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May 05, 2005
Long-term Performance of 15 Year-Old Domini 400 Social Index Helps Validate SRI
    by William Baue

Since its 1990 inception, the DSI has outperformed the S&P 500, helping quash the widespread perception that socially responsible investing automatically underperforms.


A decade and a half ago, conventional wisdom held that engaging in socially responsible investing (SRI) required sacrificing financial returns, a belief based not on data so much as on predilection. Seeking to generate hard data on SRI performance, Peter Kinder, Steve Lydenberg, and Amy Domini created the Domini 400 Social Index (DSI), which celebrates its 15th birthday this month. To form the index, KLD Research & Analytics (named after the last names of its founders) applies exclusionary social screens to the S&P 500 then adds stocks that pass positive screens to reach the goal of 400 constituents.

The 15-year track record of the index demonstrates that SRI does not necessarily sacrifice returns but rather that it performs competitively, and indeed sometimes outperforms, the broader market.

"The Domini index has helped validate socially responsible investing through its long-term record, which is very similar to that of the S&P 500," said David Kathman, an analyst with mutual fund rating agency Morningstar who covers SRI.

Since its May 1, 1990 inception through April 30, 2005, the DSI has generated 438.79 percent total returns, almost 60 percentage points more than the S&P 500's returns of 381.89 percent.

"I think that's enough of a counter to people who think that SRI investing will automatically underperform," Mr. Kathman told SocialFunds.com.

"But like any portfolio, [the DSI] has been up and down when compared with unscreened benchmarks," said Tom Kuh, managing director of KLD's indexes.

For example, the DSI generated annualized returns of negative 4.08 percent over the past five years, underperforming the S&P 500's annualized returns of negative 2.95 percent. Over the past ten years, however, the DSI's annualized returns were 10.83 percent, outperforming the S&P 500's 10.28 percent annualized returns.

"The Domini index is a bit growthier than the S&P 500 and has a significantly bigger tech weighting, because tech companies are more likely to pass its screens than things like industrials and utilities, which often have issues with pollution or defense contracting," said Mr. Kathman, explaining the divergence between the DSI and the S&P 500. "So the Domini index will tend to do better than the S&P 500 in growthy markets like 1998 and 1999 (when it beat the S&P) and worse in bear markets, especially bear markets for tech like 2000-2001, when it trailed the S&P."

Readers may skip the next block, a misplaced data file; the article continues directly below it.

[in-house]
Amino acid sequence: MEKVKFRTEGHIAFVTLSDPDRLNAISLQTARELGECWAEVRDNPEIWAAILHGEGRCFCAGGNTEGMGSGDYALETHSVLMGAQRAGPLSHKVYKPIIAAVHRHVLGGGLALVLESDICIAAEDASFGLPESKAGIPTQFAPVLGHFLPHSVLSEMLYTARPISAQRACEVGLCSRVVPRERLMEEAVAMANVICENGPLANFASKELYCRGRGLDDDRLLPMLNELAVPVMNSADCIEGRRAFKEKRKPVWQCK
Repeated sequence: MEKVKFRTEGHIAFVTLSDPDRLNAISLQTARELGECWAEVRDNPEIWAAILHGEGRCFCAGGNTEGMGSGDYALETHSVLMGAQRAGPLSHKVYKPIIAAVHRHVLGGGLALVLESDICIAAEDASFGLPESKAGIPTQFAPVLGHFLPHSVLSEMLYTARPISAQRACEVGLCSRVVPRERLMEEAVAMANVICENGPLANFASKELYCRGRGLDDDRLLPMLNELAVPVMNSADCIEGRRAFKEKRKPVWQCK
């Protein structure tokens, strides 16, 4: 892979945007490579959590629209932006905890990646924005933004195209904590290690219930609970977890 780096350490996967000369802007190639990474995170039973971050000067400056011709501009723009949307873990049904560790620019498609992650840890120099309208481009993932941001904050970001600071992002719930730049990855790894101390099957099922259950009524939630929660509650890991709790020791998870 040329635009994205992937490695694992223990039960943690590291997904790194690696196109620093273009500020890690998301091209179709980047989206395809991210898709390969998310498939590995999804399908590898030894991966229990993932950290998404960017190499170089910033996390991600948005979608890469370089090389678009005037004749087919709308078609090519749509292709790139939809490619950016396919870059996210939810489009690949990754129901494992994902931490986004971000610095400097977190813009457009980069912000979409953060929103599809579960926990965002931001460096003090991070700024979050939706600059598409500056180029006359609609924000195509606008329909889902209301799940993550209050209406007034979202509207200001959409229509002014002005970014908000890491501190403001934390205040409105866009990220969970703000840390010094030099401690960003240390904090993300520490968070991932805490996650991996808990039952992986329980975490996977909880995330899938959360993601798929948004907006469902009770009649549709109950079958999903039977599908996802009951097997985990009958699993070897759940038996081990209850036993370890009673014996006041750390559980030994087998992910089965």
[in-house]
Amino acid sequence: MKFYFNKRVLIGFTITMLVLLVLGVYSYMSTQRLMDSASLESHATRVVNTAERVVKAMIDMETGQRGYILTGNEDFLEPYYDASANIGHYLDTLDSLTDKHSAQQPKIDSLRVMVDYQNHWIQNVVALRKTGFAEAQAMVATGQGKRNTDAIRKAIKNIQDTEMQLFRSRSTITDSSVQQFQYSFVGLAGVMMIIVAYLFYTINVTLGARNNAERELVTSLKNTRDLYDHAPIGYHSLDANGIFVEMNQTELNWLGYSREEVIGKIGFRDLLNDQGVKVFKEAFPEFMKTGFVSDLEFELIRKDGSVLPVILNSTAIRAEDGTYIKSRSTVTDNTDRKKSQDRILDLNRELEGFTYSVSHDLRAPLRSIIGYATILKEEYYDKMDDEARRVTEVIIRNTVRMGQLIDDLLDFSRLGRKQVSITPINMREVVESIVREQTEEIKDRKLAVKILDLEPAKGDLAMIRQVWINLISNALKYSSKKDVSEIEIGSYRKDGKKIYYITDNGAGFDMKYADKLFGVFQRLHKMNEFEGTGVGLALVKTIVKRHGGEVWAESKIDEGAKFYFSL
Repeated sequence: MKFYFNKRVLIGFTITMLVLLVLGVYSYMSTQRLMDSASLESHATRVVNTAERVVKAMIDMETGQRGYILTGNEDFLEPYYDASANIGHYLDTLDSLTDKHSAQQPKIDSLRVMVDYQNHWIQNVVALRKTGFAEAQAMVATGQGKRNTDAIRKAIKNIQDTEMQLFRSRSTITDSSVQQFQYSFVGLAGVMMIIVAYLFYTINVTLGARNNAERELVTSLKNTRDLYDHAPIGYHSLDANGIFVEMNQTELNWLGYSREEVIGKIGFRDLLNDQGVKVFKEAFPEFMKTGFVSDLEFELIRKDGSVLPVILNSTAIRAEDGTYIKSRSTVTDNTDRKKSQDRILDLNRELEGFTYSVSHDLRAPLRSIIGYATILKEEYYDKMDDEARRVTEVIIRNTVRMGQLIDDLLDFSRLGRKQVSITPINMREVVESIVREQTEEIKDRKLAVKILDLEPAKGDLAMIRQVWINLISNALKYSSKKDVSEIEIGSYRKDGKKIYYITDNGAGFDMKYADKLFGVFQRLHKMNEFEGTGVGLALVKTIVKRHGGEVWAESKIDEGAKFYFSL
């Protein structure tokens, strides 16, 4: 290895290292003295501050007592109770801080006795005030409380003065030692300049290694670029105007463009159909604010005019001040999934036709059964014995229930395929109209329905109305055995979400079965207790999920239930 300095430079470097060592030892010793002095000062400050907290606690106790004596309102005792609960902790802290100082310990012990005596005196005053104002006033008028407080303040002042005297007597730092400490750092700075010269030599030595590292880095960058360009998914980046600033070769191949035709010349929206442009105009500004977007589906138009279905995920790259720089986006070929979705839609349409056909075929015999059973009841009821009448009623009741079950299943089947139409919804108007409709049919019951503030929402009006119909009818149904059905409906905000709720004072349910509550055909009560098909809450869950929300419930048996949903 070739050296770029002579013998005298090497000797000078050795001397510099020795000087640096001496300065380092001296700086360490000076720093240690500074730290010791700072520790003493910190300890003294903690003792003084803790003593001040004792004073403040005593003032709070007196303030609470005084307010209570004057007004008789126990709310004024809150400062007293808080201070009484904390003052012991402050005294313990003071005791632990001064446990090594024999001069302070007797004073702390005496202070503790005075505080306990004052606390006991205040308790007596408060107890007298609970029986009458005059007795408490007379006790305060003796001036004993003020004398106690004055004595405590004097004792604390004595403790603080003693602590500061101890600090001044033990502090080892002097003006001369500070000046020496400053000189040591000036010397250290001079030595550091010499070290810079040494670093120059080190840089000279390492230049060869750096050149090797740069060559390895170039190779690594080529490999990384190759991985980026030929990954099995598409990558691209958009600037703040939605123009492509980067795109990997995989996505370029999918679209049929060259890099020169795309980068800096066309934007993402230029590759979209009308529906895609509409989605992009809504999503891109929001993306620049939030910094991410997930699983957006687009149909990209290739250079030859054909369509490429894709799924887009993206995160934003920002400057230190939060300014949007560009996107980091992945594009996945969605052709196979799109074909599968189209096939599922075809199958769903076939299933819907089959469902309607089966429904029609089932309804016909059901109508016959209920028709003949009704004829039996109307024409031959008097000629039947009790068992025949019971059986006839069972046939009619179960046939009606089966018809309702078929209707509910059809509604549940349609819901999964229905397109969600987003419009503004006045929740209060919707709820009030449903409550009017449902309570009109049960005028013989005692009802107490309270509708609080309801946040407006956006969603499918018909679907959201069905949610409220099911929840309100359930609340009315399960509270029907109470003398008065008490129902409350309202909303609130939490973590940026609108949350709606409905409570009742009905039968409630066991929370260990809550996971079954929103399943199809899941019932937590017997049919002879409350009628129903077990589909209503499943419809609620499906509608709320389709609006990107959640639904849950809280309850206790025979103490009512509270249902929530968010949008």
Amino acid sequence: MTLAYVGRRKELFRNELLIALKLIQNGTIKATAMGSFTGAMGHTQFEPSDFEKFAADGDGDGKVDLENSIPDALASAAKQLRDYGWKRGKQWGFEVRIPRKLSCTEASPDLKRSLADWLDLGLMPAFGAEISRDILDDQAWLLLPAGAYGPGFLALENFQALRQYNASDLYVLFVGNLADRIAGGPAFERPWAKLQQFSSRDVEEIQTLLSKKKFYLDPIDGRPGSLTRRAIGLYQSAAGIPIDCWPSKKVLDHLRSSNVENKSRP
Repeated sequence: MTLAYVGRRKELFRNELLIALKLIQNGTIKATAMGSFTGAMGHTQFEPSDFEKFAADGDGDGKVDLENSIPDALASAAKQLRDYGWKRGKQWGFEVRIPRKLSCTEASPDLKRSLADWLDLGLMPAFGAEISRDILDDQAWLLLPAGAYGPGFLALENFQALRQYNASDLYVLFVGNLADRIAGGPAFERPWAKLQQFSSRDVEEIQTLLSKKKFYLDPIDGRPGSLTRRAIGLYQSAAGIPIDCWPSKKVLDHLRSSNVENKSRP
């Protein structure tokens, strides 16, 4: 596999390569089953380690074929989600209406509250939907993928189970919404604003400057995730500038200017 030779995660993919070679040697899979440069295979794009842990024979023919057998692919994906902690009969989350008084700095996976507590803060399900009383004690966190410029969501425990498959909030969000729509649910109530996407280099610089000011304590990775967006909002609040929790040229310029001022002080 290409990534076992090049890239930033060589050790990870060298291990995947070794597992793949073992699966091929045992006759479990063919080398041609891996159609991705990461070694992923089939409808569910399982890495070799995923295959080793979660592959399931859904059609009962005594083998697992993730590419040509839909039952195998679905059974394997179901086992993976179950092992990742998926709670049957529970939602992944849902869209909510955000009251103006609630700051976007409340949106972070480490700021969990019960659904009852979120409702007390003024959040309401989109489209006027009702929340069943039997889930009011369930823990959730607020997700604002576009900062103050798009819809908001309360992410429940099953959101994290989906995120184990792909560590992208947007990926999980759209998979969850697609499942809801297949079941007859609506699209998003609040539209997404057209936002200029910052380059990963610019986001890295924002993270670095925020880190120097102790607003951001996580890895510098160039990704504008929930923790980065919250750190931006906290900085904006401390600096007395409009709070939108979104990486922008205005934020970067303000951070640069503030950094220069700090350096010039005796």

"This is a general tendency, and can break down when other factors come into play--for example, the index and the fund did better than the S&P in the 2002 bear market, when Domini's focus on shareholder friendliness helped it avoid most of the stocks that got caught up in scandals that year, such as Enron, Worldcom, and Tyco," he added.

Establishing quantitative evidence of SRI's competitive performance has proven key not only for encouraging individual confidence in SRI, but more importantly, it has allowed institutional investors to employ SRI without fear of breaching their fiduciary duty.

The reach of the DSI is broad. It serves as the basis for the Domini Social Equity Fund (ticker: DSEFX) from Domini Social Investments. It also serves as a benchmark for other SRI funds and investments. And it is routinely used by researchers and academics performing quantitative research on SRI performance.

The DSI also served as the launching pad for several other socially screened indexes, including the KLD Large Cap Social Index (LCSI), the KLD Broad Market Social Index (BMSI), the KLD NASDAQ Social Index (NSI), and the KLD Catholic Values 400 Index (CVI). In all, more than $8 billion is invested in funds based on KLD indexes.

Most recently launched is the KLD Select Social Index (SSI), which answers institutional investors' call for broad diversification and risk control with a sophisticated strategy. Instead of screening, the index underweights companies with poor social and environmental ratings and overweights companies with strong ratings.

"The financial services industry has become much more sophisticated in its analysis of risk and return than it was in the late 1980s," said Mr. Kuh. "Our team is committed to ensuring the Domini 400 will contribute as much in the coming 15 years as it has in the past 15."

 

 
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